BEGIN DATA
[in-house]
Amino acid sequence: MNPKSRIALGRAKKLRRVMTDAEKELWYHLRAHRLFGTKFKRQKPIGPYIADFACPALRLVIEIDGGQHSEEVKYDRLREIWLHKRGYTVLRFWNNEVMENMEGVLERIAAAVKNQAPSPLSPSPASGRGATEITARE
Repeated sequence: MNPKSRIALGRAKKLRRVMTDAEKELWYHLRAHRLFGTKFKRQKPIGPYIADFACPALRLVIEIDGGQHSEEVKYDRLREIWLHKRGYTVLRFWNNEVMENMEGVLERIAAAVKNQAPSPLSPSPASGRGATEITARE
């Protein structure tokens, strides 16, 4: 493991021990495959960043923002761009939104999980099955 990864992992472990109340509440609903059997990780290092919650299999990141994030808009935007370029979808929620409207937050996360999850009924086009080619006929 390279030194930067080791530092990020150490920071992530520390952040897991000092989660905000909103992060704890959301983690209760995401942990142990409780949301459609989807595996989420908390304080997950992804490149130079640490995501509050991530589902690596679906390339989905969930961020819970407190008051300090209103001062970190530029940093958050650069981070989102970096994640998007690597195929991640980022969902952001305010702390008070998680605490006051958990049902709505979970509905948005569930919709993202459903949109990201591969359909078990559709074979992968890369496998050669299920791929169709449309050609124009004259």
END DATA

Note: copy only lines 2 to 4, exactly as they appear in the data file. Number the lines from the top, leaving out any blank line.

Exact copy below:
Amino acid sequence: MNPKSRIALGRAKKLRRVMTDAEKELWYHLRAHRLFGTKFKRQKPIGPYIADFACPALRLVIEIDGGQHSEEVKYDRLREIWLHKRGYTVLRFWNNEVMENMEGVLERIAAAVKNQAPSPLSPSPASGRGATEITARE
Repeated sequence: MNPKSRIALGRAKKLRRVMTDAEKELWYHLRAHRLFGTKFKRQKPIGPYIADFACPALRLVIEIDGGQHSEEVKYDRLREIWLHKRGYTVLRFWNNEVMENMEGVLERIAAAVKNQAPSPLSPSPASGRGATEITARE
């Protein structure tokens, strides 16, 4: 493991021990495959960043923002761009939104999980099955 990864992992472990109340509440609903059997990780290092919650299999990141994030808009935007370029979808929620409207937050996360999850009924086009080619006929 390279030194930067080791530092990020150490920071992530520390952040897991000092989660905000909103992060704890959301983690209760995401942990142990409780949301459609989807595996989420908390304080997950992804490149130079640490995501509050991530589902690596679906390339989905969930961020819970407190008051300090209103001062970190530029940093958050650069981070989102970096994640998007690597195929991640980022969902952001305010702390008070998680605490006051958990049902709505979970509905948005569930919709993202459903949109990201591969359909078990559709074979992968890369496998050669299920791929169709449309050609124009004259």